the value of water, Water Footprint, Water Security

We can no longer waste water like Romans

I am happy to present fellow blogger and author, David Zetland, of the Aguanomics blog and The End of Abundance: economic solutions to water scarcity. This week David agreed to lend his expertise to the community on the topics of water pricing, reducing Non-Revenue Water (NRW) and incentives to induce change. I hope you enjoy, and please check out his blog for more great insights.

Here we go…

Around the world, urban water suppliers use similar technology: the pipes, pumps and valves that move water from central treatment plants to household taps. These pressurized systems are not that much different from the systems that Romans used to supply water to their fountains and baths, with one exception: the Romans left their water running all day and all night. Few of us leave our taps open these days, because water is increasingly scarce — and we don’t want to pay a huge bill for massive volumes of water flowing through our household meter.

But that doesn’t mean that taps aren’t open somewhere else in the system that serves our houses. Leaking pipes drain our water supplies all day and all night. They reduce the water we have for emergency situations, and they increase the bills for everyone who has to pay for water. Water prices are set to cover the total cost of treating and distributing water, even if half that water is lost to leaks.

The industry uses the term “non revenue water” (NRW) to refer to water that’s lost, stolen or not paid for. System losses are usually the largest component of NRW that ranges from 5 percent in a “tight” system to 60 percent or more in decaying systems with poor management of revenue and water flows.

Most water managers know their NRW statistics. Some of them act to reduce NRW — by plugging leaks, metering all users and collecting payment — because they want to run an efficient operation, but others don’t care: why work harder if they can just push more water through the system? That response is not very satisfactory to customers who have to bear an unfair share of the system costs; it’s even less popular to people who worry about the impact of greater water withdrawals from the environment.

Indifferent managers usually pay more attention to NRW when their supplies are limited or when water is expensive. Scarce supplies make it profitable to spend money plugging leaks, to avoid building a desalination plant, for example. Higher prices create three impacts. First, paying consumers use even less water, increasing the impact of NRW (30 units of NRW in total sales of 100 units gets more important if paying consumers lower their use from 70 to 50 units). Second, higher prices mean it’s worth spending more to reduce NRW. Third, higher prices mean paying customers put more pressure on managers to share system costs more widely.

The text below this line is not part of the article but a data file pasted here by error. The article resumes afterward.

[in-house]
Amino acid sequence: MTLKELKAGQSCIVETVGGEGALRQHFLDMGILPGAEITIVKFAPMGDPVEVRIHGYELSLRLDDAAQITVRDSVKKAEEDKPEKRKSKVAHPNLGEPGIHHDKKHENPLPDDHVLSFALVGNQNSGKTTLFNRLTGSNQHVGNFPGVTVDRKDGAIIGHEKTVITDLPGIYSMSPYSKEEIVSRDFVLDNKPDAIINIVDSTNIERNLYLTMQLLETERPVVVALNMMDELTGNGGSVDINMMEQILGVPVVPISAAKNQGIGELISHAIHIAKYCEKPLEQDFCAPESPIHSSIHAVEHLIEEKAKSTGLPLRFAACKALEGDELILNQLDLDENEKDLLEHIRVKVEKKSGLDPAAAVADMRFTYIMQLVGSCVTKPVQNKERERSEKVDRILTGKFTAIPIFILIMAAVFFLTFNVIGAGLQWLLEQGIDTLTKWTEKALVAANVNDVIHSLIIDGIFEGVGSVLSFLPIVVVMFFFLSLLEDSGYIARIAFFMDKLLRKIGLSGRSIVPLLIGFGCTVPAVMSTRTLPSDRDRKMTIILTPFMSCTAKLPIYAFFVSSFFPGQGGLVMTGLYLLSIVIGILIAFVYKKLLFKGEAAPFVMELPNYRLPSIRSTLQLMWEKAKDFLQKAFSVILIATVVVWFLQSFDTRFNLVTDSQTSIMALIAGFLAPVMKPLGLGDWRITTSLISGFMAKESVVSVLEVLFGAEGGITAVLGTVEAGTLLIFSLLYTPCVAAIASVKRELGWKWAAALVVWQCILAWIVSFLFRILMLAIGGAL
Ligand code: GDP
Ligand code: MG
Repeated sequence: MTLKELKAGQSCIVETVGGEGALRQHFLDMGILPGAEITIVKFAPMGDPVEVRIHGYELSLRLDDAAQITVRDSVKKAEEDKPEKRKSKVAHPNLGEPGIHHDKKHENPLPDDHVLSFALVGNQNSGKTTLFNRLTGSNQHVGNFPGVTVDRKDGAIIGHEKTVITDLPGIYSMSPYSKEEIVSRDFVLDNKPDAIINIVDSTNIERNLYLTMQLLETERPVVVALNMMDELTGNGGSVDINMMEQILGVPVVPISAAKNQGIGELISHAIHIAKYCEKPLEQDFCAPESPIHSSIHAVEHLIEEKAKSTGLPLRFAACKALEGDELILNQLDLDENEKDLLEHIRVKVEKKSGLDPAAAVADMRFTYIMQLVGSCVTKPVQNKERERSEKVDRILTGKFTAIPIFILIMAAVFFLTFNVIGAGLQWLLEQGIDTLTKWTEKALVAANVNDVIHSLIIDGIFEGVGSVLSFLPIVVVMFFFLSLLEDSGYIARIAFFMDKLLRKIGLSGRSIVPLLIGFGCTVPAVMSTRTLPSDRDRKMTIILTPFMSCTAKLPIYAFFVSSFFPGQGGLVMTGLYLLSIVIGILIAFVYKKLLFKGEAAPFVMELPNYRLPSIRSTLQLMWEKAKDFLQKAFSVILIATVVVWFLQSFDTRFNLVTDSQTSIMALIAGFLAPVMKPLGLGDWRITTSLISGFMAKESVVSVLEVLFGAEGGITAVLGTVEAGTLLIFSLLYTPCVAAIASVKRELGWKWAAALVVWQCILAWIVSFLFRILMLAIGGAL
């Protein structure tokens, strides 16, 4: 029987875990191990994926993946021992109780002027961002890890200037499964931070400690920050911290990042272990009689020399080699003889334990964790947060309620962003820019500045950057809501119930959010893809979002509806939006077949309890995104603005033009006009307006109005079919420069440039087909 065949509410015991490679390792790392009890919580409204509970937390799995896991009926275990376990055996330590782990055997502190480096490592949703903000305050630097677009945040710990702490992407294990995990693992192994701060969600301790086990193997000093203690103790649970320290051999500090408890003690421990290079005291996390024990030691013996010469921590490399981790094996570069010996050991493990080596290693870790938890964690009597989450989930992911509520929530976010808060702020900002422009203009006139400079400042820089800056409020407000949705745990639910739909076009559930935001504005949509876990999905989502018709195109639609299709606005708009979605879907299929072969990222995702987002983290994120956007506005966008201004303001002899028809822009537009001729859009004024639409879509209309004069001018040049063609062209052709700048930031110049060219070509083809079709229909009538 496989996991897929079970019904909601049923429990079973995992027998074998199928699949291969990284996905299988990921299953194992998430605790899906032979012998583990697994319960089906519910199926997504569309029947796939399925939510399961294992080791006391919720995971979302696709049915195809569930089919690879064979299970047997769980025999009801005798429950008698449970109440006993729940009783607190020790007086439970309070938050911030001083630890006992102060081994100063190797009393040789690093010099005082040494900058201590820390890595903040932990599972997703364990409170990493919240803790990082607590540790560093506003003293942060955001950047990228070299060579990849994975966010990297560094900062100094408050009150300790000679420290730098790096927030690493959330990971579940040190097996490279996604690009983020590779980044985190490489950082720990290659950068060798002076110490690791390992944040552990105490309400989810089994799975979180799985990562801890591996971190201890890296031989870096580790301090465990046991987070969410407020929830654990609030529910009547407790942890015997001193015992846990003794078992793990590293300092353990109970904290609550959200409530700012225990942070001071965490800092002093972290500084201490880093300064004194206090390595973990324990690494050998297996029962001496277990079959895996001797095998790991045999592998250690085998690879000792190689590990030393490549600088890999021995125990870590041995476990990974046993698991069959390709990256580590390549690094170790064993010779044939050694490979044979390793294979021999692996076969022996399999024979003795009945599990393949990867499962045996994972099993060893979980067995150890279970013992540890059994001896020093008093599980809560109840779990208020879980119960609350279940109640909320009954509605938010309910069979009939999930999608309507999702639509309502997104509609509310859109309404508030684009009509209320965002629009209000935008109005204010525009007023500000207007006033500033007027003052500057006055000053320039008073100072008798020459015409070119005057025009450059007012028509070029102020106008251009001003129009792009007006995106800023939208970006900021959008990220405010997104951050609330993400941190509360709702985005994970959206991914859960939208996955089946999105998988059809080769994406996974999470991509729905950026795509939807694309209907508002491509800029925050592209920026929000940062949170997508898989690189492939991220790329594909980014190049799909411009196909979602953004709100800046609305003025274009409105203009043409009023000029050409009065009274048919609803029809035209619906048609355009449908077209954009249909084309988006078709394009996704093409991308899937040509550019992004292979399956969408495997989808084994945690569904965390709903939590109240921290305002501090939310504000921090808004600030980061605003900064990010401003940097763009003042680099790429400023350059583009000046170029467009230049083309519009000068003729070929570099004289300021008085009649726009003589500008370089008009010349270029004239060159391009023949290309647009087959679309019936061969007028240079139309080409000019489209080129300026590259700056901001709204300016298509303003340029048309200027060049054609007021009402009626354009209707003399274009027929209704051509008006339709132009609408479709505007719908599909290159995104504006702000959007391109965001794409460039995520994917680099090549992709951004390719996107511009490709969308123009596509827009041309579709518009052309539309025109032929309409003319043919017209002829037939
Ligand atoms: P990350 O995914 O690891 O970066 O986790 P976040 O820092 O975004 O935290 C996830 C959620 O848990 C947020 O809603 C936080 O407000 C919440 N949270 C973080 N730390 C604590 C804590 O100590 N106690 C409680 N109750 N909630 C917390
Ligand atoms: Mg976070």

There are many ways to reduce NRW. Some of them require better measurement tools; others require changes in operating techniques. It’s interesting that expensive water gives both consumers and managers the incentive to change their technologies and techniques, as each group seeks a way to reduce, respectively, the cost of their household water and system inefficiencies.

Bottom Line: The end of abundant water means that cannot just run the taps like Romans. We need to close the taps, plug the leaks and make sure that everyone pays for his water use.

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About noahmorgenstern

Entrepreneurial Warlock, mCouponing evangelist, NFC Rabbi, Innovation and Business Intelligence Imam, Secular World Shaker, and General All Around Good Guy

Discussion

6 thoughts on “We can no longer waste water like Romans

  1. Thanks David, for your contribution in this area, which is one of growing importance!

    Posted by John B Cook | February 9, 2012, 11:29 am
  2. In defence of the Romans, I should point out that they did use taps in those houses rich enough to afford a direct supply connection. I visited Pompeii some years ago and marvelled at the excavated garden of a villa that still had in place the lead irrigation piping that had once watered the impressive walled garden. The piping was completely flattened by the tons of ash that had been deposited, but the bronze stopcock looked as if it would still work.

    Most Romans had to rely on public fountains and public baths, which were generally fed by gravity (usually from sources miles away) because Romans didn’t have the technology to pump large volumes of water. Nor did they master production of large diameter pressure pipes, so the water was usually transported in bulk along open channels. The initial capital costs must have been high, but the running costs very low, so once the system was developed, the water was essentially free, which was good news for the majority of citizens who were poor .